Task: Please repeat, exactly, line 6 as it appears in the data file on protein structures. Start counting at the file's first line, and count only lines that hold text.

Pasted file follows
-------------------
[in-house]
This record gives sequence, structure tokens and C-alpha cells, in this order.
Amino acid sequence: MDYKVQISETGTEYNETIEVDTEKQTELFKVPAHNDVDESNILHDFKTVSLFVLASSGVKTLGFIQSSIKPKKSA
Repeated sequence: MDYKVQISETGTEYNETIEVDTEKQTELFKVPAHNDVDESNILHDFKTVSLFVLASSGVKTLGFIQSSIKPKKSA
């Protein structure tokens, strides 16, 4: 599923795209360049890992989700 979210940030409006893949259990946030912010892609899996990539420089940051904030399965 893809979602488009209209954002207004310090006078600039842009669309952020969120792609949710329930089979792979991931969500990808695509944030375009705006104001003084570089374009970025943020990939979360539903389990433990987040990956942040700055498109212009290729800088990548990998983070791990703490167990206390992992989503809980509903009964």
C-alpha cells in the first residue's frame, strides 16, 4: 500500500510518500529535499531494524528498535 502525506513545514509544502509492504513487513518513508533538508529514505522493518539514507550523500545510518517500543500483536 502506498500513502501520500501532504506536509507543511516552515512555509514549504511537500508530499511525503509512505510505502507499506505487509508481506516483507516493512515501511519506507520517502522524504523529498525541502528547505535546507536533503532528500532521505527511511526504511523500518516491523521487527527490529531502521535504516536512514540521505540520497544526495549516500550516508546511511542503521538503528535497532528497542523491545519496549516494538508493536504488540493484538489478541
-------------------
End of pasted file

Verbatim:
C-alpha cells in the first residue's frame, strides 16, 4: 500500500510518500529535499531494524528498535 502525506513545514509544502509492504513487513518513508533538508529514505522493518539514507550523500545510518517500543500483536 502506498500513502501520500501532504506536509507543511516552515512555509514549504511537500508530499511525503509512505510505502507499506505487509508481506516483507516493512515501511519506507520517502522524504523529498525541502528547505535546507536533503532528500532521505527511511526504511523500518516491523521487527527490529531502521535504516536512514540521505540520497544526495549516500550516508546511511542503521538503528535497532528497542523491545519496549516494538508493536504488540493484538489478541